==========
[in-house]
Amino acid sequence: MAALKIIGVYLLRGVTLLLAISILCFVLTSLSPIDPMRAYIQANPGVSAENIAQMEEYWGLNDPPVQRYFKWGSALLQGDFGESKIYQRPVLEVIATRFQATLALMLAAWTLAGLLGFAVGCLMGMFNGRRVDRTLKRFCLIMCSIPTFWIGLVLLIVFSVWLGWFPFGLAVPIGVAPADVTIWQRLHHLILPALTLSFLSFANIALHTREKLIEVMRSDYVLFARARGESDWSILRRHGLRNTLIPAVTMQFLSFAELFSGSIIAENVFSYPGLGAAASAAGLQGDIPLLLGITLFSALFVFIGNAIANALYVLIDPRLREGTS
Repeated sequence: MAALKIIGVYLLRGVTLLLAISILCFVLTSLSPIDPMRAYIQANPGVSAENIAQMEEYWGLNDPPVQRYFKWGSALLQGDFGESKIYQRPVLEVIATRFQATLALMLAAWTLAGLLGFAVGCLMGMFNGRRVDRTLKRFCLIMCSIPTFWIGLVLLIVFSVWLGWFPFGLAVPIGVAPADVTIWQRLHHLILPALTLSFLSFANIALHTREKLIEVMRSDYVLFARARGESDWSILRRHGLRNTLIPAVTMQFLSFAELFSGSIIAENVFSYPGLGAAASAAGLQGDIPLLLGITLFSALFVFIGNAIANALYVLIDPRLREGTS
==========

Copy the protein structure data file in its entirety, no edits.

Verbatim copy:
[in-house]
Amino acid sequence: MAALKIIGVYLLRGVTLLLAISILCFVLTSLSPIDPMRAYIQANPGVSAENIAQMEEYWGLNDPPVQRYFKWGSALLQGDFGESKIYQRPVLEVIATRFQATLALMLAAWTLAGLLGFAVGCLMGMFNGRRVDRTLKRFCLIMCSIPTFWIGLVLLIVFSVWLGWFPFGLAVPIGVAPADVTIWQRLHHLILPALTLSFLSFANIALHTREKLIEVMRSDYVLFARARGESDWSILRRHGLRNTLIPAVTMQFLSFAELFSGSIIAENVFSYPGLGAAASAAGLQGDIPLLLGITLFSALFVFIGNAIANALYVLIDPRLREGTS
Repeated sequence: MAALKIIGVYLLRGVTLLLAISILCFVLTSLSPIDPMRAYIQANPGVSAENIAQMEEYWGLNDPPVQRYFKWGSALLQGDFGESKIYQRPVLEVIATRFQATLALMLAAWTLAGLLGFAVGCLMGMFNGRRVDRTLKRFCLIMCSIPTFWIGLVLLIVFSVWLGWFPFGLAVPIGVAPADVTIWQRLHHLILPALTLSFLSFANIALHTREKLIEVMRSDYVLFARARGESDWSILRRHGLRNTLIPAVTMQFLSFAELFSGSIIAENVFSYPGLGAAASAAGLQGDIPLLLGITLFSALFVFIGNAIANALYVLIDPRLREGTS